By its nature as a giant battlefield for players to survive, the logistics they set up makes everything transient. When you sign back in, everything you made, your mark your presence as a community, is gone. As you wander, you listen and read journals left by people, but the people themselves are gone. So what attaches you to the game? Get to the highest level, kill the strongest beast, kill other players, and then what? This is Fallout, it carries with it the weight of its predecessors, but now Its just a shooter survival game where you are no longer the lone wanderer, but can have a team, to kill monsters and other players. It’s beautiful and killing things is a great part of video games. But thats all thats left. It truly is a wasteland. One where if you’re a PvE kinda player, you don’t have a choice, players will come and kill you, and withe he survival aspect of the game where you lose some gear when you die, it’s a huge turn off. The addition of micro-transaction for skins and such is so aggravating and infuriating and a sad sign of things to come.
I can recognize what Bethesda was trying to accomplish with this game. It’s made to play like the current multiplayer battle field games. And it does, and it does it well when its not glitching. What it is not, is a Fallout experience we expect or are used to, it is not Fallout 5. This is what burdens it and this is what the fan-base is complaining about. It’s actually unfair that it is criticized for being a game it was never meant to be, except for the advertising that led us to believe it kinda was. The fans have called foul.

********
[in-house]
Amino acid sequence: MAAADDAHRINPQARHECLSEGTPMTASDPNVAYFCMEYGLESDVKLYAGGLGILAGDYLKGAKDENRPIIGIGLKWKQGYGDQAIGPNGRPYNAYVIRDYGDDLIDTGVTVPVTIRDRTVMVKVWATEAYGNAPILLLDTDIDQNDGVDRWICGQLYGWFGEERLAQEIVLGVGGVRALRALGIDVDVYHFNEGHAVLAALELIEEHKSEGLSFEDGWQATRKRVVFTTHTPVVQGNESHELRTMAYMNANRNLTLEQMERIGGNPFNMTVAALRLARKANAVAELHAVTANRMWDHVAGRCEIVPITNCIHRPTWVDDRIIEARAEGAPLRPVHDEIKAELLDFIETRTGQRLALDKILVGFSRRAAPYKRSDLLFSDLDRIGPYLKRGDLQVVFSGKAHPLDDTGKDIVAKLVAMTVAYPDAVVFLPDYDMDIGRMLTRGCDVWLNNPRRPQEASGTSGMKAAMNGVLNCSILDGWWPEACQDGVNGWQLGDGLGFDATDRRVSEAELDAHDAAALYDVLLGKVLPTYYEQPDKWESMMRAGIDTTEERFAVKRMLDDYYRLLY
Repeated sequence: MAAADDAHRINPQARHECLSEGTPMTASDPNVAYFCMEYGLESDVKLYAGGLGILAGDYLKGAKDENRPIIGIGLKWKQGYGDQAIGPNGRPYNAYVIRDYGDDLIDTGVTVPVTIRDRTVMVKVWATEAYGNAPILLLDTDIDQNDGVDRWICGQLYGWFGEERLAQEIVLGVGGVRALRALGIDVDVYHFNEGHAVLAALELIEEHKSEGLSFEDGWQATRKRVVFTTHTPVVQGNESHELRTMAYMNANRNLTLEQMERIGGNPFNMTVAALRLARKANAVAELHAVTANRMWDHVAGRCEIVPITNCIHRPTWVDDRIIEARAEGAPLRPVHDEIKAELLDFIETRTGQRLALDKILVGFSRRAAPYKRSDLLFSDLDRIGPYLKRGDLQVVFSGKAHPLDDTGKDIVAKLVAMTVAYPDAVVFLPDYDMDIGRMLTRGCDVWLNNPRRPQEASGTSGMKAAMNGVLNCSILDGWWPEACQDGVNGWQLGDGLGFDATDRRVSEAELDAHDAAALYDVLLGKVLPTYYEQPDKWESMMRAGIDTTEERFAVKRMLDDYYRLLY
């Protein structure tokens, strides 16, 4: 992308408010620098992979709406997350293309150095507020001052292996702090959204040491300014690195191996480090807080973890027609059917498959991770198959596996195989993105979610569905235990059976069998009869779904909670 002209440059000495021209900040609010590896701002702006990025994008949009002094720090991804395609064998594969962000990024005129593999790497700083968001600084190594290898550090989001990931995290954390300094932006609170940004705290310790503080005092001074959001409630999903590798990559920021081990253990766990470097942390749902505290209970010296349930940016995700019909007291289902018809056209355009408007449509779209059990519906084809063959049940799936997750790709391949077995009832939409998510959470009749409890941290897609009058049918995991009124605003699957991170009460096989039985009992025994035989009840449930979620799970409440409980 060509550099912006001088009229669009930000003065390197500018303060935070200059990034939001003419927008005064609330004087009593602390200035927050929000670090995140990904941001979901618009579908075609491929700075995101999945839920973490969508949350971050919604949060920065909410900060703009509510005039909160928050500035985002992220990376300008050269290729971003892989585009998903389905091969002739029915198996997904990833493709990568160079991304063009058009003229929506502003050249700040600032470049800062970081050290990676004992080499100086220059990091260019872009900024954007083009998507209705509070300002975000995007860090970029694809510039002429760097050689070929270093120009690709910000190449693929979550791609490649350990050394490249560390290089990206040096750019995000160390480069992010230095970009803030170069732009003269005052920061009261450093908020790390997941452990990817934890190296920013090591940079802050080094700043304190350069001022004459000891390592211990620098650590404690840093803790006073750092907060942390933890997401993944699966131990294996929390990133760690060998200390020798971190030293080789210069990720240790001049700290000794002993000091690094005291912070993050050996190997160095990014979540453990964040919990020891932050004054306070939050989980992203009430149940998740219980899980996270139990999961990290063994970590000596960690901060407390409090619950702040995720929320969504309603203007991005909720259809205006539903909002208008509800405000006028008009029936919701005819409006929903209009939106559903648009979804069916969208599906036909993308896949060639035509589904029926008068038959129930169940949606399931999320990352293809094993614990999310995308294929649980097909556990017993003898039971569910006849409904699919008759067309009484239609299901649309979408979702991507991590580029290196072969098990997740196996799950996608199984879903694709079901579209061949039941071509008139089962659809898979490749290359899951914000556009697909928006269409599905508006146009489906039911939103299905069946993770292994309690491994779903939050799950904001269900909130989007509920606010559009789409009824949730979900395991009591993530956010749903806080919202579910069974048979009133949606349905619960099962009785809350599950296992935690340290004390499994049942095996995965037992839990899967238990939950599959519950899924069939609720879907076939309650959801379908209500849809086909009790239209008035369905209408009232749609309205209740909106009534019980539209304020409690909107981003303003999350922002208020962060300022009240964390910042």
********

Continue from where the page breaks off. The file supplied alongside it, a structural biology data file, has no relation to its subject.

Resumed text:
Leigh-Alexandra Jacob is a visual effects artist and
creative director. She’s the founder of
Atomic Dumpling. You can reach her at email@example.com.
So, I began this with video games and I have been encouraged to continue to do so. By encouraged I mean heavily implied that’s what I am going to do.
But, but, but!
My freedom of choice!
How can I be creative with the yoke of oppression on me?
I am joking, mostly. In video games this has become a serious issue. It’s one that has led to death threats, promises of violence, and terrible behavior on the part of gamers.
Mass Effect 3 had a wobbly ending.
There are those who will give you a wall of text on the ins and outs with precisely all the minuscule aspects of this ending. More so, that they felt that it was a travesty, a crime against nature, and God. They bombarded BioWare with these messages. More that, the company put out a “fix” to address many of the dominant issues gamers had.
I only had one problem with it. How the hell did the ground team get on the ship after you saw them smacked around like ping pong balls?